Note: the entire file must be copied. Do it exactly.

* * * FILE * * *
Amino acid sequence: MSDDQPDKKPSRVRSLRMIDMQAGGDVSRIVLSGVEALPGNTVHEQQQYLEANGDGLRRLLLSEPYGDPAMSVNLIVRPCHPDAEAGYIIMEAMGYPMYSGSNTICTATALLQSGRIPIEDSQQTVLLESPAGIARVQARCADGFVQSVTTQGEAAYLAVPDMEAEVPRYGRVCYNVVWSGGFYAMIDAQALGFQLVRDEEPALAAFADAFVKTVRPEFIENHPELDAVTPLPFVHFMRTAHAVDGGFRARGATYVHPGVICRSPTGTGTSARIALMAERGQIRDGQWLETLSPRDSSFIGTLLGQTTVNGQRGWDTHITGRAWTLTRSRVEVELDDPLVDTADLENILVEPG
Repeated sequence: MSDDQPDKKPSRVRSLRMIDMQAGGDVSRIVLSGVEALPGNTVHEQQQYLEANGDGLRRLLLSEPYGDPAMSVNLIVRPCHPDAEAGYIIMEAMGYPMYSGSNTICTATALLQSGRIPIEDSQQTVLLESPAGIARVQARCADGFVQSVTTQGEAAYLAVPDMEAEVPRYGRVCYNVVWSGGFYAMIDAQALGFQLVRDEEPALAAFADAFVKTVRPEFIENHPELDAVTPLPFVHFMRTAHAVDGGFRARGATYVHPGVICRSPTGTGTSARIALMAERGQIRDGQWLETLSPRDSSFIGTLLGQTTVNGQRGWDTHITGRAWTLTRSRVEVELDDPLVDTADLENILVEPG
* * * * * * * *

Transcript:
Amino acid sequence: MSDDQPDKKPSRVRSLRMIDMQAGGDVSRIVLSGVEALPGNTVHEQQQYLEANGDGLRRLLLSEPYGDPAMSVNLIVRPCHPDAEAGYIIMEAMGYPMYSGSNTICTATALLQSGRIPIEDSQQTVLLESPAGIARVQARCADGFVQSVTTQGEAAYLAVPDMEAEVPRYGRVCYNVVWSGGFYAMIDAQALGFQLVRDEEPALAAFADAFVKTVRPEFIENHPELDAVTPLPFVHFMRTAHAVDGGFRARGATYVHPGVICRSPTGTGTSARIALMAERGQIRDGQWLETLSPRDSSFIGTLLGQTTVNGQRGWDTHITGRAWTLTRSRVEVELDDPLVDTADLENILVEPG
Repeated sequence: MSDDQPDKKPSRVRSLRMIDMQAGGDVSRIVLSGVEALPGNTVHEQQQYLEANGDGLRRLLLSEPYGDPAMSVNLIVRPCHPDAEAGYIIMEAMGYPMYSGSNTICTATALLQSGRIPIEDSQQTVLLESPAGIARVQARCADGFVQSVTTQGEAAYLAVPDMEAEVPRYGRVCYNVVWSGGFYAMIDAQALGFQLVRDEEPALAAFADAFVKTVRPEFIENHPELDAVTPLPFVHFMRTAHAVDGGFRARGATYVHPGVICRSPTGTGTSARIALMAERGQIRDGQWLETLSPRDSSFIGTLLGQTTVNGQRGWDTHITGRAWTLTRSRVEVELDDPLVDTADLENILVEPG